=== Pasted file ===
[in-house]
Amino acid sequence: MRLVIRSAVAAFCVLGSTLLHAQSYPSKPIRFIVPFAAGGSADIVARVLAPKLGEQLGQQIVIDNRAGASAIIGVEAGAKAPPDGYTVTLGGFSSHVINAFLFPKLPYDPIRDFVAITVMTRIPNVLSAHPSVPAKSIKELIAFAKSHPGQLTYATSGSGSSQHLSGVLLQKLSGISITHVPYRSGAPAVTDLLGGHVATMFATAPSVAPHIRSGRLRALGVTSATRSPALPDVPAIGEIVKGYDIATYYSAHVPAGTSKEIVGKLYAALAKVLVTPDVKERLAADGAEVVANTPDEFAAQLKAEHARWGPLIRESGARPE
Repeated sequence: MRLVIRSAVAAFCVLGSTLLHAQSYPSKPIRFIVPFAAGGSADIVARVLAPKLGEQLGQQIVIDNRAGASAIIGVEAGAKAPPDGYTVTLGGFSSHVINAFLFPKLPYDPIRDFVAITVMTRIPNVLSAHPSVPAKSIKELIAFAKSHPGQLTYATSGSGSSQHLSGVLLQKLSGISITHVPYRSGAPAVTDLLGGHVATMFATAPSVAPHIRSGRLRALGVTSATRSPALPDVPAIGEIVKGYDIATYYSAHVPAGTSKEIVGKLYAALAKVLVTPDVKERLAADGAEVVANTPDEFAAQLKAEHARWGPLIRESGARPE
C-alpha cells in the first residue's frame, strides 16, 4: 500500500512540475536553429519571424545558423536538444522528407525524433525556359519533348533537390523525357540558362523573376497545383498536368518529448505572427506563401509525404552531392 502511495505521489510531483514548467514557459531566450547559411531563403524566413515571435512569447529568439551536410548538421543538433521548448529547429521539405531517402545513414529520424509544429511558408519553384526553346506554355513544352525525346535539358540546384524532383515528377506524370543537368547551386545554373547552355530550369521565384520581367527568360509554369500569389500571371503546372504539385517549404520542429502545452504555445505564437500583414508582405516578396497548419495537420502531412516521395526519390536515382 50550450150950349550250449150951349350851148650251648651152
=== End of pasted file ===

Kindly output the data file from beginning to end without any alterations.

[in-house]
Amino acid sequence: MRLVIRSAVAAFCVLGSTLLHAQSYPSKPIRFIVPFAAGGSADIVARVLAPKLGEQLGQQIVIDNRAGASAIIGVEAGAKAPPDGYTVTLGGFSSHVINAFLFPKLPYDPIRDFVAITVMTRIPNVLSAHPSVPAKSIKELIAFAKSHPGQLTYATSGSGSSQHLSGVLLQKLSGISITHVPYRSGAPAVTDLLGGHVATMFATAPSVAPHIRSGRLRALGVTSATRSPALPDVPAIGEIVKGYDIATYYSAHVPAGTSKEIVGKLYAALAKVLVTPDVKERLAADGAEVVANTPDEFAAQLKAEHARWGPLIRESGARPE
Repeated sequence: MRLVIRSAVAAFCVLGSTLLHAQSYPSKPIRFIVPFAAGGSADIVARVLAPKLGEQLGQQIVIDNRAGASAIIGVEAGAKAPPDGYTVTLGGFSSHVINAFLFPKLPYDPIRDFVAITVMTRIPNVLSAHPSVPAKSIKELIAFAKSHPGQLTYATSGSGSSQHLSGVLLQKLSGISITHVPYRSGAPAVTDLLGGHVATMFATAPSVAPHIRSGRLRALGVTSATRSPALPDVPAIGEIVKGYDIATYYSAHVPAGTSKEIVGKLYAALAKVLVTPDVKERLAADGAEVVANTPDEFAAQLKAEHARWGPLIRESGARPE
C-alpha cells in the first residue's frame, strides 16, 4: 500500500512540475536553429519571424545558423536538444522528407525524433525556359519533348533537390523525357540558362523573376497545383498536368518529448505572427506563401509525404552531392 502511495505521489510531483514548467514557459531566450547559411531563403524566413515571435512569447529568439551536410548538421543538433521548448529547429521539405531517402545513414529520424509544429511558408519553384526553346506554355513544352525525346535539358540546384524532383515528377506524370543537368547551386545554373547552355530550369521565384520581367527568360509554369500569389500571371503546372504539385517549404520542429502545452504555445505564437500583414508582405516578396497548419495537420502531412516521395526519390536515382 50550450150950349550250449150951349350851148650251648651152